Japanese citizens Tuesday protest the Japanese government's decision to release the contaminated water from the Fukushima nuclear power plant into the sea, outside the prime minister's office in Tokyo. (AP/Yonhap News)
At a cabinet meeting Tuesday, the Japanese government decided to proceed with dumping around 1.25 million tons of contaminated water currently being stored in tanks at the Fukushima Daiichi Nuclear Power Plant into the ocean over a period of roughly 30 years.
The unilateral decision was made in defiance of international concerns about the release of contaminated water and public opposition in Japan.
Japan's irresponsible decision, and its disregard for the safety of its neighbors, is utterly unacceptable. South Korea's government and politicians will need to do whatever is necessary to protect their public's lives and property.
The Japanese government claimed that it could "no longer put off a decision on the handling [of the water] so as not to delay the decommissioning process for the Fukushima Daiichi Nuclear Power Plant," which has been non-operational since an explosion resulting from a major earthquake in 2011.
Currently, the contaminated water is being stored in around 1,000 tanks at the Fukushima Daiichi site. But the Japanese government is claiming that those tanks will be full by around fall of 2022, which means they will be incapable of storing any more water.
Koo Yun-cheol, the head of South Korea's Office for Government Policy Coordination, presided over an emergency meeting of vice ministers in related agencies Monday, including the Ministry of Foreign Affairs, the Ministry of Oceans and Fisheries and the Nuclear Safety and Security Commission. Following this meeting, the South Korean government expressed its deep dismay over the Japanese government's decision to dump the contaminated water from Fukushima.
The biggest concern is the water's safety. The Japanese government has claimed that the water poses no problems once it has undergone purification to reduce major radioactive materials below threshold levels. The US State Department backed its decision, saying it was "in accordance with globally accepted nuclear safety standards."
The problem is that the international standards, including the safety standards adopted by the International Atomic Energy Agency (IAEA), are too lax and vague. For instance, there are no shared international standards for the release of tritium, a radioactive isotope that cannot be removed with purification systems. Instead, each country is left to decide them on their own.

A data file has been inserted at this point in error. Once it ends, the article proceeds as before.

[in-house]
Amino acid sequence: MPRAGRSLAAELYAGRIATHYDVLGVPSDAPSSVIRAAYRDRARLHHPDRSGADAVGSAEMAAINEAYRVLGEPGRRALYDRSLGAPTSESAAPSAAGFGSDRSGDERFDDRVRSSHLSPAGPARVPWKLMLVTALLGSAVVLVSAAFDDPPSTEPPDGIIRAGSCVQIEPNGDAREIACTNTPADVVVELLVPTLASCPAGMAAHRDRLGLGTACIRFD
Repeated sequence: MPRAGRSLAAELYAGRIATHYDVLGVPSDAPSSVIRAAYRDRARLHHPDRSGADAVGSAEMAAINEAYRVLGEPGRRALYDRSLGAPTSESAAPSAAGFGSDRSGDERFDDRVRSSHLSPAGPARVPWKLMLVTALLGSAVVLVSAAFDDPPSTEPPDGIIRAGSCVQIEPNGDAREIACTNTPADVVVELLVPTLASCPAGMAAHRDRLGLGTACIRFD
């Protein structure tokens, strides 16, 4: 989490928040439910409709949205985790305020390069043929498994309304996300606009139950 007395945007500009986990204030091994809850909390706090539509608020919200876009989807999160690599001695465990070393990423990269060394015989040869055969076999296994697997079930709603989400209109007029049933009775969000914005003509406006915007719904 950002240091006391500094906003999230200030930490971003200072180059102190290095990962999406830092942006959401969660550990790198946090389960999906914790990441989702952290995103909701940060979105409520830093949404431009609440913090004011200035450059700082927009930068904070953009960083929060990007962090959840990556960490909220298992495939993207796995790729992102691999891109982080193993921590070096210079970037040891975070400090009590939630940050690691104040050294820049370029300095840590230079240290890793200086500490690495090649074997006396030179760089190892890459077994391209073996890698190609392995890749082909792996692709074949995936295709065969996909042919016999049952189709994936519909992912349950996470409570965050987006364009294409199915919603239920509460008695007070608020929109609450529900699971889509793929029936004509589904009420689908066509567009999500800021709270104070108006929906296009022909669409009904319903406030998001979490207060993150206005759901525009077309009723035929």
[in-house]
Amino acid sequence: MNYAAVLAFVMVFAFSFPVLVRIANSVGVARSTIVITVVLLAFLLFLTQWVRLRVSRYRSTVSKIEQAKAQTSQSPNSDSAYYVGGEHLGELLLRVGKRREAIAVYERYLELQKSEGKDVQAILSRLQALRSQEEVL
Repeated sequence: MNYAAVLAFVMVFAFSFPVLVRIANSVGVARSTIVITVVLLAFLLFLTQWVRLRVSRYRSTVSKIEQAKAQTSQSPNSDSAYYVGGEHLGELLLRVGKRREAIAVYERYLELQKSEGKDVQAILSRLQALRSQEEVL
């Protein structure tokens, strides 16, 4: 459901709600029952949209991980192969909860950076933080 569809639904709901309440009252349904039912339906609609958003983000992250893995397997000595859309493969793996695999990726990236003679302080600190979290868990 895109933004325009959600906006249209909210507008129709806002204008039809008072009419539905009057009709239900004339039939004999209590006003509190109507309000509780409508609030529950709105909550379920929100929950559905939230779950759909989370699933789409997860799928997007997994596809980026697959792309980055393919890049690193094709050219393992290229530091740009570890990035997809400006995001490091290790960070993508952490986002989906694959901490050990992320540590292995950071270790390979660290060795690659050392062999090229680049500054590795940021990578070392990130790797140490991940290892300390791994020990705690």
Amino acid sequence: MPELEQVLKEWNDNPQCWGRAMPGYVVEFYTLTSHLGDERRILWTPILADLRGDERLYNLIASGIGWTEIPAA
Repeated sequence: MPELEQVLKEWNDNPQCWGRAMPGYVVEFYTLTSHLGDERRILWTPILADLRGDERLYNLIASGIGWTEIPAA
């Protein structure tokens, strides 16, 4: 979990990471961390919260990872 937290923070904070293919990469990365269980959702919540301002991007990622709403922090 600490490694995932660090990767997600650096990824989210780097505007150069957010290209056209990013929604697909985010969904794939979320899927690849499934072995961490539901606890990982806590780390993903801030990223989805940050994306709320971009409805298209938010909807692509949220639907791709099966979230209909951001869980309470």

It's unclear how appropriate it is for a country to apply its own safety standards in a special situation like that of the Fukushima plant, where large volumes of contaminated water are to be released over a long period of time.
To perform a simulation to anticipate the spreading of radioactive material in the sea and accurately gauge the contaminated water's impact on the environment, we would need to know exactly how much is being discharged, when, and for how long.
Japan has not been forthcoming about sharing this basic information, which means that the South Korean government cannot perform any precise analysis. Under the circumstances, how are we supposed to take Japan's claims that there are "no issues" at face value?
In a March 11 statement, five UN special rapporteurs in charge of human and health rights said that "any decision to discharge [the contaminated water] into the Pacific Ocean cannot be an acceptable solution."
An opinion-gathering process showed around 70 percent of the Japanese public opposing the ocean release plan. Some critics are claiming that the Japanese government decided from the outset that it wanted to go the inexpensive route of dumping the water in the sea — and that it never seriously considered any other alternative. Japanese civil society has suggested alternative approaches such as storing the water in large aboveground tanks or sealing it off with concrete.
The South Korean government should do whatever is necessary to protect its public's safety. We need more than just statements of "dismay" — we need a resolute response.
Seoul should clearly communicate its concerns and anger to Tokyo and continue demanding transparent information disclosure and scrutiny for the entire process behind the contaminated water discharge decision and its handling. It also needs to ask the IAEA and others for their objective scrutiny while actively considering the possibility of taking the case before the International Tribunal for the Law of the Sea.
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